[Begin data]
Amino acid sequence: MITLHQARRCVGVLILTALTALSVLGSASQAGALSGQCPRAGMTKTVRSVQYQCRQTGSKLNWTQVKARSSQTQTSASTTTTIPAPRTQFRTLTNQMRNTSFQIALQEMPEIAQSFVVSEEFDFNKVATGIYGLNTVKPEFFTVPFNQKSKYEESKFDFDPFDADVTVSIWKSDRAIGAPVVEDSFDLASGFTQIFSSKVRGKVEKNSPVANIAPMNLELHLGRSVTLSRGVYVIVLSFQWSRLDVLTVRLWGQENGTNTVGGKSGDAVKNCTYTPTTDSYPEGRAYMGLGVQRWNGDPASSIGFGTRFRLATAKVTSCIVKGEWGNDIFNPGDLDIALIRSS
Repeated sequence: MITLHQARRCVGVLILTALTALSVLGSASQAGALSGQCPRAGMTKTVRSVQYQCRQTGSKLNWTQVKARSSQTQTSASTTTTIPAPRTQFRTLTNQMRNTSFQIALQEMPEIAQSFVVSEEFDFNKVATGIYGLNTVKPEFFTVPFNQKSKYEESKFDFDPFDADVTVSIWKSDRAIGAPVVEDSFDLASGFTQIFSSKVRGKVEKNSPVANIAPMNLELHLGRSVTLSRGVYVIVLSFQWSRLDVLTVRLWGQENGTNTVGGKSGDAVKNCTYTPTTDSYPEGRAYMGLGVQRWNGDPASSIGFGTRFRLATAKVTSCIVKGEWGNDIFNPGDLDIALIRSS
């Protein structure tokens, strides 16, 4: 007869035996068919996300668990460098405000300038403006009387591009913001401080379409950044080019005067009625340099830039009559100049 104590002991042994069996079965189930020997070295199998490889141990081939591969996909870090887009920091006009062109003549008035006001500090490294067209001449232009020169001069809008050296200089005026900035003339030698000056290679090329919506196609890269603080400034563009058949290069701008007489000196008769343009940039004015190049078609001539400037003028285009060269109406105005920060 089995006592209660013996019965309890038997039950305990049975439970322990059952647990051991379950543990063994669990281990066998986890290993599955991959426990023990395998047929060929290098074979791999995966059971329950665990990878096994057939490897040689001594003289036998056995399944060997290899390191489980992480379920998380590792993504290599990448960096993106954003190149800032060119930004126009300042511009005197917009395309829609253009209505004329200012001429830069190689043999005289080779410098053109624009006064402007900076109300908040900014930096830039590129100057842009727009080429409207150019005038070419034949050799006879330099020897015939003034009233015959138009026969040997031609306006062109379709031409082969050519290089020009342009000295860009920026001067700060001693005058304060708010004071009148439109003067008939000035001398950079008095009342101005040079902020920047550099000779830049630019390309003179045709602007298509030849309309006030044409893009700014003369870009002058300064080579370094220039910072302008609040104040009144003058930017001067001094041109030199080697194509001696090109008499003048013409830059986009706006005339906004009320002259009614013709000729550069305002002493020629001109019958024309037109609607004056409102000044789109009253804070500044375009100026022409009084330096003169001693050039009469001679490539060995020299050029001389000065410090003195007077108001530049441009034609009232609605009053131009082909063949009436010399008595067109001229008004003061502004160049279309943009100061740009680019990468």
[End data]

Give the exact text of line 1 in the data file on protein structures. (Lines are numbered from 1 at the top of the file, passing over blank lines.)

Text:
Amino acid sequence: MITLHQARRCVGVLILTALTALSVLGSASQAGALSGQCPRAGMTKTVRSVQYQCRQTGSKLNWTQVKARSSQTQTSASTTTTIPAPRTQFRTLTNQMRNTSFQIALQEMPEIAQSFVVSEEFDFNKVATGIYGLNTVKPEFFTVPFNQKSKYEESKFDFDPFDADVTVSIWKSDRAIGAPVVEDSFDLASGFTQIFSSKVRGKVEKNSPVANIAPMNLELHLGRSVTLSRGVYVIVLSFQWSRLDVLTVRLWGQENGTNTVGGKSGDAVKNCTYTPTTDSYPEGRAYMGLGVQRWNGDPASSIGFGTRFRLATAKVTSCIVKGEWGNDIFNPGDLDIALIRSS